Sometimes, it takes a dry sense of humor to deal with a years-long drought—especially when you’ve watched a wave of storms hammer Northern California and realize your end of the state is missing out. “Better rain dances” is what Ken Doty said he’d need to alleviate the parched conditions at his Goleta orchards, where he grows avocados and citrus.
“We are getting some rain,” Doty said. “We’re tracking right on the average annual year-to-date figures, but we have not had anywhere near enough to recover from the drought.”
Some farmers say they sense a meteorological imbalance.
“You guys have been hoarding it all in Northern California, because I really haven’t had that much,” said Terry Munz, a dryland grain farmer west of Lancaster in Los Angeles County.
“We get little showers going through here,” Munz said. “I was just looking today, and I’m going, ‘Boy, L.A.’s had over an inch of rain, and I’ve only had 20 hundredths.'”
The Southern California water year, which began Oct. 1, has been below average so far, according to the U.S. Drought Monitor, which said southern Santa Barbara, Ventura, southern Kern and northwestern Los Angeles counties remain in a state of severe drought. Lake Cachuma in Santa Barbara County and Lake Casitas and Lake Piru in Ventura County remain far below average, according to the monitor, as do several reservoirs in Los Angeles County.
“Lastly, even with the rains, no stream flows have been generated in the Santa Ynez, Ventura and Santa Clara watersheds,” the Drought Monitor said.
So what options do farmers have?
“I don’t know,” Doty said. “It’s going to look awfully bleak. … We’ve already been making tough choices, stumping trees.”
He said he has eliminated a small percentage of low-producing trees.
“The guy beside me has stumped 50 or 60 percent of his avocado acreage,” Doty said. “It has hurt, and it’s going to keep hurting until we get back into some sort of a better supply/storage system.”
Doty and others along the Santa Barbara County coast rely on Lake Cachuma, which is fed by the Santa Ynez River. As of last week, the lake held a mere 8 percent of its capacity—16,606 acre-feet of water. The lake is capable of holding 205,000 acre-feet.
In neighboring Ventura County, strawberry grower Edgar Terry saw a mixed bag.
“We have been getting steady rain this week,” Terry said. “The nice thing is that it has been coming gently, so we have not had much runoff.”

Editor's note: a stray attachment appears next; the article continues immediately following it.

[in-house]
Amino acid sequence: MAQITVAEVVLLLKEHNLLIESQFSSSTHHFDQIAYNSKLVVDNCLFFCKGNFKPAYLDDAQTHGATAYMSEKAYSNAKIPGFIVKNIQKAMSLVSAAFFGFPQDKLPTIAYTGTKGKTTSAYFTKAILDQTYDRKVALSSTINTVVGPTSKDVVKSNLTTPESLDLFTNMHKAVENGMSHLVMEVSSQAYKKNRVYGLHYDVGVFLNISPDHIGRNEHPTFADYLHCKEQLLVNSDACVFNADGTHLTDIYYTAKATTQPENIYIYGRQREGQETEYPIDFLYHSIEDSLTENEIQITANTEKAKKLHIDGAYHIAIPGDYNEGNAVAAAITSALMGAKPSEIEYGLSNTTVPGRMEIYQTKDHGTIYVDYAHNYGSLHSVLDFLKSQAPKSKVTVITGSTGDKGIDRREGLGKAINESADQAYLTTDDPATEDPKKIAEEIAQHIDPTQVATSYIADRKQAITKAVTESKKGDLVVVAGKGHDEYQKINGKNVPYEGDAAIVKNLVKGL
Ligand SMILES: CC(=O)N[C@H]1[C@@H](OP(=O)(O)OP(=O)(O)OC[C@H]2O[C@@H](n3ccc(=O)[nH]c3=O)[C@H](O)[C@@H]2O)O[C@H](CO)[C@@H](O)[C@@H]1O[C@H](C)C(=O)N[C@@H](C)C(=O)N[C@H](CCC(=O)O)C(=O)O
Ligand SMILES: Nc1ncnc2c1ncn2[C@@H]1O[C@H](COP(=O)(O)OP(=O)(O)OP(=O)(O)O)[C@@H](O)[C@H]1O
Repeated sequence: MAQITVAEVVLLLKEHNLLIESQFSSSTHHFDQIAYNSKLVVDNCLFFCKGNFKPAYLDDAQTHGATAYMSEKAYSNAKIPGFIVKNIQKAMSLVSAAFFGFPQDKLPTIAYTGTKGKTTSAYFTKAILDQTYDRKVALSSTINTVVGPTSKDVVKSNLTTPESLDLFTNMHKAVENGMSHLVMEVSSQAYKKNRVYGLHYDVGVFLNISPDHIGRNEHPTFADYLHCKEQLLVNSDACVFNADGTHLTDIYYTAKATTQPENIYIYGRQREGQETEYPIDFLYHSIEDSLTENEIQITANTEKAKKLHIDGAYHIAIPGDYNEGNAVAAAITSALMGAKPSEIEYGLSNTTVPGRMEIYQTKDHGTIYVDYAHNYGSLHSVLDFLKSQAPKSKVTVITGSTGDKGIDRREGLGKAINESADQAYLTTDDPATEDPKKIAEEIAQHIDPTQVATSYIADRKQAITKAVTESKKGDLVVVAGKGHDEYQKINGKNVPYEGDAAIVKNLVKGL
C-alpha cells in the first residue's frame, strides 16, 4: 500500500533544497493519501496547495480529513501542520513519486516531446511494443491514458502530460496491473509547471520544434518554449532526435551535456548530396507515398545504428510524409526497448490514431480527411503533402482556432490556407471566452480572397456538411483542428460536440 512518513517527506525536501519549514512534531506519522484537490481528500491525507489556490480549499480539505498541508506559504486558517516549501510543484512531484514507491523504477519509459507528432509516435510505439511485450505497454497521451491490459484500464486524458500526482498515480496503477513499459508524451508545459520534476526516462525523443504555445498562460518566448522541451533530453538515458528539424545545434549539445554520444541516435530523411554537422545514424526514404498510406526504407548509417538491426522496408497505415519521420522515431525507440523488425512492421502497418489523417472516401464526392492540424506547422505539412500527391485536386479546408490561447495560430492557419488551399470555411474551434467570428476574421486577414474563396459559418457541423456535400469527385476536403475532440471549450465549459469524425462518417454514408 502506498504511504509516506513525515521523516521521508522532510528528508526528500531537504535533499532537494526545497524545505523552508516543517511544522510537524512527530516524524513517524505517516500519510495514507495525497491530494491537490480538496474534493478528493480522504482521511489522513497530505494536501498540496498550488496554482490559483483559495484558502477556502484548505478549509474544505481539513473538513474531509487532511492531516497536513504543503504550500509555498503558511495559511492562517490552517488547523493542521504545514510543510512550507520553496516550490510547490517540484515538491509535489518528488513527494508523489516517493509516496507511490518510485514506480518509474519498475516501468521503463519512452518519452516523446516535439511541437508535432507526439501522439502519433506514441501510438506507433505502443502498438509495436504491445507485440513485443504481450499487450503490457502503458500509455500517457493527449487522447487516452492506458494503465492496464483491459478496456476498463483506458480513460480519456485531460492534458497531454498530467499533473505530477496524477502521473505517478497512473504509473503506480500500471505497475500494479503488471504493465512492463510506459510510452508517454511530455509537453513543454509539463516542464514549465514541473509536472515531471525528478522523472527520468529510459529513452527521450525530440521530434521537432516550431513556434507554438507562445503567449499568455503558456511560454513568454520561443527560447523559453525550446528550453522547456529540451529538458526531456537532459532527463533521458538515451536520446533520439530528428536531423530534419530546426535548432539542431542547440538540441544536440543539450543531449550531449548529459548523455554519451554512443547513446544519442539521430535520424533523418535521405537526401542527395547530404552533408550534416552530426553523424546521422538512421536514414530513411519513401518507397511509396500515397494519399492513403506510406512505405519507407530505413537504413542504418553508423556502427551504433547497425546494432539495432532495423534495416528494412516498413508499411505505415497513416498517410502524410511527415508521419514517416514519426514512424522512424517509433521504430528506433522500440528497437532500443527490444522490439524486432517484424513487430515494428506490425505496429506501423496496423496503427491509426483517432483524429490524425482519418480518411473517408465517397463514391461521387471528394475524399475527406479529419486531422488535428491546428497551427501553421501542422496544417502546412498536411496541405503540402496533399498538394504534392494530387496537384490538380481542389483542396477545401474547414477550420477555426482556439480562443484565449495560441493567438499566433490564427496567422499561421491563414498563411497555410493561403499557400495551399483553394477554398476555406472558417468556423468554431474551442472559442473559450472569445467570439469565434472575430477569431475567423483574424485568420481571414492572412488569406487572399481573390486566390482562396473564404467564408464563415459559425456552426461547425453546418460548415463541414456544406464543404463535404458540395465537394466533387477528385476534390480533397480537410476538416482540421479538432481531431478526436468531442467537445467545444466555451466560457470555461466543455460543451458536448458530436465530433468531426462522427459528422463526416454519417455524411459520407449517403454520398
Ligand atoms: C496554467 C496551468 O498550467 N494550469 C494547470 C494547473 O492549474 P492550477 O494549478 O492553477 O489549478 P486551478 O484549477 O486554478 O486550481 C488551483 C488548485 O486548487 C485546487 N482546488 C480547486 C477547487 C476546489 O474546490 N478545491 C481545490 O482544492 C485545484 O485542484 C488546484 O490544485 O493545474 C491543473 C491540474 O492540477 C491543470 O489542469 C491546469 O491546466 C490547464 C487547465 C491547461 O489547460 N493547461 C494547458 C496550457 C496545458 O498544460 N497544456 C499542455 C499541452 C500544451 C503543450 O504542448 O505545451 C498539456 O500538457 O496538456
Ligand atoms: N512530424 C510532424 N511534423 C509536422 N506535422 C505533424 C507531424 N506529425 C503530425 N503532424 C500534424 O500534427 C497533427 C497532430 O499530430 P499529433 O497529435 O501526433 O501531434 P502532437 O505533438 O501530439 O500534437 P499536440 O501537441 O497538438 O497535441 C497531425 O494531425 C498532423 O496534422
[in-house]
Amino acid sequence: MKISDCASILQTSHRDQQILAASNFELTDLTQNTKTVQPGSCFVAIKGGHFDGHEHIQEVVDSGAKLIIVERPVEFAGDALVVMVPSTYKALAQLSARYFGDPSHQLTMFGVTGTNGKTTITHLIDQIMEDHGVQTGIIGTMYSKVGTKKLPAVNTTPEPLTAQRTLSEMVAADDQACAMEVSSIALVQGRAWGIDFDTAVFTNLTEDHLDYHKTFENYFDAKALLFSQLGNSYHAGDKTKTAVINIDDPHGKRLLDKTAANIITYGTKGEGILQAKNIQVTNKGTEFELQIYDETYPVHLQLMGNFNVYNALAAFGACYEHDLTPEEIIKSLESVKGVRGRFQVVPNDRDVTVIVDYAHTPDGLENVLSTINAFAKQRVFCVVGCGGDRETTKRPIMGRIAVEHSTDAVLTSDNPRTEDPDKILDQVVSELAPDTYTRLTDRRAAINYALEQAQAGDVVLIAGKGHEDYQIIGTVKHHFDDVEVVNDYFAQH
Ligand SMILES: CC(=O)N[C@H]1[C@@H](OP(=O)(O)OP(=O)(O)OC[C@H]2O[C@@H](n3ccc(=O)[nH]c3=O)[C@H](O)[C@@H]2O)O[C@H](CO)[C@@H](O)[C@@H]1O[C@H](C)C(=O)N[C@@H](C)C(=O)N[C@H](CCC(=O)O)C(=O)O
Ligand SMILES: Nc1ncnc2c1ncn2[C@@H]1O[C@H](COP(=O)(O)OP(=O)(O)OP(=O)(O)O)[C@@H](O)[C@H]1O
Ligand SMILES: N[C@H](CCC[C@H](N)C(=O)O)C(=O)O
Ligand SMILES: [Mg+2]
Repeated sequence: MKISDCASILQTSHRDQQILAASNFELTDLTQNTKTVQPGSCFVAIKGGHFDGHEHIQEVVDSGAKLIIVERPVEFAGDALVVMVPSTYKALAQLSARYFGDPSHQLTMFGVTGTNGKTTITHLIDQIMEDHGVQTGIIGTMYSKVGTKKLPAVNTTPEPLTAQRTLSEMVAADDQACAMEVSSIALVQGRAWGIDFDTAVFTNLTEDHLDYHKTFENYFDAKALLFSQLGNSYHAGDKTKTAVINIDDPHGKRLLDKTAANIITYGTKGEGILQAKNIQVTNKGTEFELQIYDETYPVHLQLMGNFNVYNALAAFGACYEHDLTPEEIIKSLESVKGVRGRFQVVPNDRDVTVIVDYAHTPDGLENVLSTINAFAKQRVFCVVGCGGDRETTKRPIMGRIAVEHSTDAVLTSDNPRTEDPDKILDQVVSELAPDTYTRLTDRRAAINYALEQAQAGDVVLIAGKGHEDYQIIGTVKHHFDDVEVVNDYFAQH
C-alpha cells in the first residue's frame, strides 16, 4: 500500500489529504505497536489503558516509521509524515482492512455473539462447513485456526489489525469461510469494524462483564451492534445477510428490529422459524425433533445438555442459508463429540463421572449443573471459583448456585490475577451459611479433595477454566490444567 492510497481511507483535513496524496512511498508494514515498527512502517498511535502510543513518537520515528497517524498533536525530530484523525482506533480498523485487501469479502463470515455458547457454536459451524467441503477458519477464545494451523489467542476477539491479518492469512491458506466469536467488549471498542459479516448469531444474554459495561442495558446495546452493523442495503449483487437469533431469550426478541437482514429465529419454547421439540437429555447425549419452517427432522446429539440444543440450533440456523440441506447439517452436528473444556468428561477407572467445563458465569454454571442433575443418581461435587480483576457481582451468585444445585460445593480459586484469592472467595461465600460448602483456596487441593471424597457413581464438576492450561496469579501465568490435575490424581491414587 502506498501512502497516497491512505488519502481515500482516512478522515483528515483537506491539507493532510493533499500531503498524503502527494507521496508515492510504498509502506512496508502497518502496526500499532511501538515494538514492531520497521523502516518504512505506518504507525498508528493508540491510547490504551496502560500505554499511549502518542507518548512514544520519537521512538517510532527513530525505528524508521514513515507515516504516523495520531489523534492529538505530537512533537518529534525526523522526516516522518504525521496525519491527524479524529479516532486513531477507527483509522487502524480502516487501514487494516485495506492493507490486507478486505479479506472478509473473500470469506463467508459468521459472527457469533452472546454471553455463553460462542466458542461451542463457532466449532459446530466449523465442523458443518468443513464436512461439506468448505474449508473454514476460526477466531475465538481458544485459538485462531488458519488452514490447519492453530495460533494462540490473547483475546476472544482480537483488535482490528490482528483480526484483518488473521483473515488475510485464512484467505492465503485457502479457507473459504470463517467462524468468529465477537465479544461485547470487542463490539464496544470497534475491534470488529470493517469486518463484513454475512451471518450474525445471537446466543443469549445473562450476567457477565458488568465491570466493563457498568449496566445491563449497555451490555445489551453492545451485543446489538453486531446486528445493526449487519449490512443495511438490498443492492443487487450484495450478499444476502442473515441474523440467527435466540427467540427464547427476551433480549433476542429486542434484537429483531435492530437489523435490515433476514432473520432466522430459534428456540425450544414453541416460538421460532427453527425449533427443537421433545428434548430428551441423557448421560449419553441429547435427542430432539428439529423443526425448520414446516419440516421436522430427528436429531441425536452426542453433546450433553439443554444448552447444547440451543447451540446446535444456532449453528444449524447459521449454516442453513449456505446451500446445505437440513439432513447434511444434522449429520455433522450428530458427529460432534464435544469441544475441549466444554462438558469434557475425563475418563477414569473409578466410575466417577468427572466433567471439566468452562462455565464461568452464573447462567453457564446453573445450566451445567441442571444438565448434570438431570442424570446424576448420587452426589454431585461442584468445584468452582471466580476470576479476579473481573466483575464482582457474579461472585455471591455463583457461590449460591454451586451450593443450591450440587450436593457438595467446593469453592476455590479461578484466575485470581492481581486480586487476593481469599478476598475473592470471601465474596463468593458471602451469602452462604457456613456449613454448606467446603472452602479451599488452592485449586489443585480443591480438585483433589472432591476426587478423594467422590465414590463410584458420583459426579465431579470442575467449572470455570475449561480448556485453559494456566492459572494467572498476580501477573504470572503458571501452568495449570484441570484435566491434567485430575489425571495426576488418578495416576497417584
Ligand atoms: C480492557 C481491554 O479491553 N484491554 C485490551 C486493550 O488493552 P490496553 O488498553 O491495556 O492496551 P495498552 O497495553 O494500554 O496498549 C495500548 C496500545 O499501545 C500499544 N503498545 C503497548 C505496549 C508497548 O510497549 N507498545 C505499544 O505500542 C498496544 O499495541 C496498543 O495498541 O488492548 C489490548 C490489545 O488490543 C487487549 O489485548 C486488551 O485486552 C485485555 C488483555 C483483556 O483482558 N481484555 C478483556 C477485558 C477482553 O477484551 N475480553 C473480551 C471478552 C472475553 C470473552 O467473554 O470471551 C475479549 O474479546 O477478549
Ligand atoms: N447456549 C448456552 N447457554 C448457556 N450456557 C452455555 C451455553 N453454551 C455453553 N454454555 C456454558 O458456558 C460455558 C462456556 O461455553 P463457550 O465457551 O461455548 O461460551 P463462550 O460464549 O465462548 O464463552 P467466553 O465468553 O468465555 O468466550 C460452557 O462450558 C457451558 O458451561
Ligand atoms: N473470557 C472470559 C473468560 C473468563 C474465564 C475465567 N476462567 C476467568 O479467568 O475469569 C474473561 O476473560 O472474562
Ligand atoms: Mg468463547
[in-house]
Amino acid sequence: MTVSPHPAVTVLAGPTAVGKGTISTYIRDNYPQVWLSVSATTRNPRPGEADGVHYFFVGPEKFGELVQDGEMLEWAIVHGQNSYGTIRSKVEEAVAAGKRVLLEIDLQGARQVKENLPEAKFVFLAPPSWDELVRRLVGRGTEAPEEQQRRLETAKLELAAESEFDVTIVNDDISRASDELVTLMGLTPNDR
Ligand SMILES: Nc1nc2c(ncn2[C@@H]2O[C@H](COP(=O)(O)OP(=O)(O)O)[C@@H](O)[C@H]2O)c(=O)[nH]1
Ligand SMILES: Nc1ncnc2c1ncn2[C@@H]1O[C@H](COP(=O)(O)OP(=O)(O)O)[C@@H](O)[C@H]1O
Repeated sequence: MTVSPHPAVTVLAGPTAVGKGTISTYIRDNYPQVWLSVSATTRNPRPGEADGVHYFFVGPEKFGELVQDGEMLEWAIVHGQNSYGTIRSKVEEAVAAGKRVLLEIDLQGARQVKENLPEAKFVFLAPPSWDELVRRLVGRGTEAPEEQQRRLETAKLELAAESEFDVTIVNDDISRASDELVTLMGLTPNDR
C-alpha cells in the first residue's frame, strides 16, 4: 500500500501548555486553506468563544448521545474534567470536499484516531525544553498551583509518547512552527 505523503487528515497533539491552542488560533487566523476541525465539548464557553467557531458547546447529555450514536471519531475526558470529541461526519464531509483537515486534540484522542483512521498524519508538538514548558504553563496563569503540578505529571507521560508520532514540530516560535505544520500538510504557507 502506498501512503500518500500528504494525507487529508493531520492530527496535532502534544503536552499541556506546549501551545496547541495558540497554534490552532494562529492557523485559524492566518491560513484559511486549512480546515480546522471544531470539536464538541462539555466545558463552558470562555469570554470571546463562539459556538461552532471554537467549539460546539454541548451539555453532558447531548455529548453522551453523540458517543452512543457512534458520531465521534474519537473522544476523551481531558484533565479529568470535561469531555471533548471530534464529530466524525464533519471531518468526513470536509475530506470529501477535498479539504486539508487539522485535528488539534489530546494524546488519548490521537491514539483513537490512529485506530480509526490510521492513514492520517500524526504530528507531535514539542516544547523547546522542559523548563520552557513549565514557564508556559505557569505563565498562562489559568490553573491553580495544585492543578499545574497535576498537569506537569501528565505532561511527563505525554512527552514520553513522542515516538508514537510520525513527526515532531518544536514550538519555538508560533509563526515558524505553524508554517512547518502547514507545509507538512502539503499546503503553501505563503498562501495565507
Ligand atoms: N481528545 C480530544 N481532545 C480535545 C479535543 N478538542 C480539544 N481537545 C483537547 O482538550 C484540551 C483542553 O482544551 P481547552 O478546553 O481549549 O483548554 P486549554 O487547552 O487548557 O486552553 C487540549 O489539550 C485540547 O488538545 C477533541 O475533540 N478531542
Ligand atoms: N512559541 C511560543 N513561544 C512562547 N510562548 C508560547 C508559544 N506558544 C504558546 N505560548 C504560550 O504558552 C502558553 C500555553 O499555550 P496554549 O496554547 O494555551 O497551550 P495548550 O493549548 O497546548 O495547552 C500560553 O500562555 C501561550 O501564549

As of last week, he’d seen 7.5 inches of rain, he said. Still, it hasn’t been enough, not in a region dependent on groundwater.
“For us to have meaningful underground aquifer recharge, we will need to exceed 14 inches average rainfall each of the next five years,” Terry said. “Even though we are not near 14 inches at this point, we are not having to turn on the water wells to irrigate the crops that are currently planted, so that is a good thing.”
In Los Angeles County, Munz was watching the weather reports and weighing his planting decisions. As a dryland farmer, he uses no irrigation—only whatever water falls from the sky.
Munz said he hoped to have his crop in the ground by the end of January.
“I got a pretty good storm right before Christmas, but then I’ve been having all these little storms that have been keeping me out of the field,” he said. “I really don’t like to work my ground too wet. Then the weeds just keep on growing in it.”
Munz said his area averages 12 inches of rain per year, and as of late last week had received 4.
“I haven’t had more than 7 inches of rain here for five years,” he said.
“If I could ever get some really deep moisture in the ground, that’s what really helps,” Munz said. “If I could get 3 to 4 feet of moisture in my ground, I’m pretty much guaranteed a crop. Right now, it’s only maybe about a foot and a half.”
Al Stehly of Valley Center said he was pleased to see the Sierra snowpack make a comeback. He has a small well on his property, but otherwise relies mainly on the Valley Center Municipal Water District. The district imports a portion of its water supply from the State Water Project, which relies on Sierra Nevada precipitation, and a portion from the Colorado River.
“If we can get more water from the north rather than the Colorado River, it’s better for our crops because it’s not as salty,” said Stehly, who grows avocados, mandarins, lemons and grapefruit on his San Diego County farm. “Most crops are salt-sensitive, so the more salt we put on the ground, the more tip burn we get.”
Salt also reduces the yield, he added.
The Drought Monitor had encouraging news for Stehly and his neighbors: As of late last week, the Sierra snowpack held more than 160 percent of its average water content for this time of year.
As to local precipitation: “This year, we’re thinking, ‘Wow, this is a lot of rain,'” Stehly said, “but I think this just gets us back up to average.”
He said the region averages 12 inches of rain per year, and as of last week, rainfall stood at a little more than 7 inches.
“Every couple of days, we’ve been getting a little rain, spaced out really nice so it’s not all at once, which is great,” he said. “We’re enjoying it.”
For dryland farmer Munz, the varying precipitation totals underscored the uncertainties of his occupation.
“Sometimes I tell some of my friends, ‘Maybe I should just go to Vegas and put all the money I spend farming on a roulette wheel,'” Munz joked. “I wouldn’t have to farm for 10 years, or I’d just have to do it again. It’s pretty much just like gambling, because you just never know.”
Kevin Hecteman is an assistant editor of Ag Alert. He may be contacted at email@example.com.
Permission for use is granted by the California Farm Bureau Federation.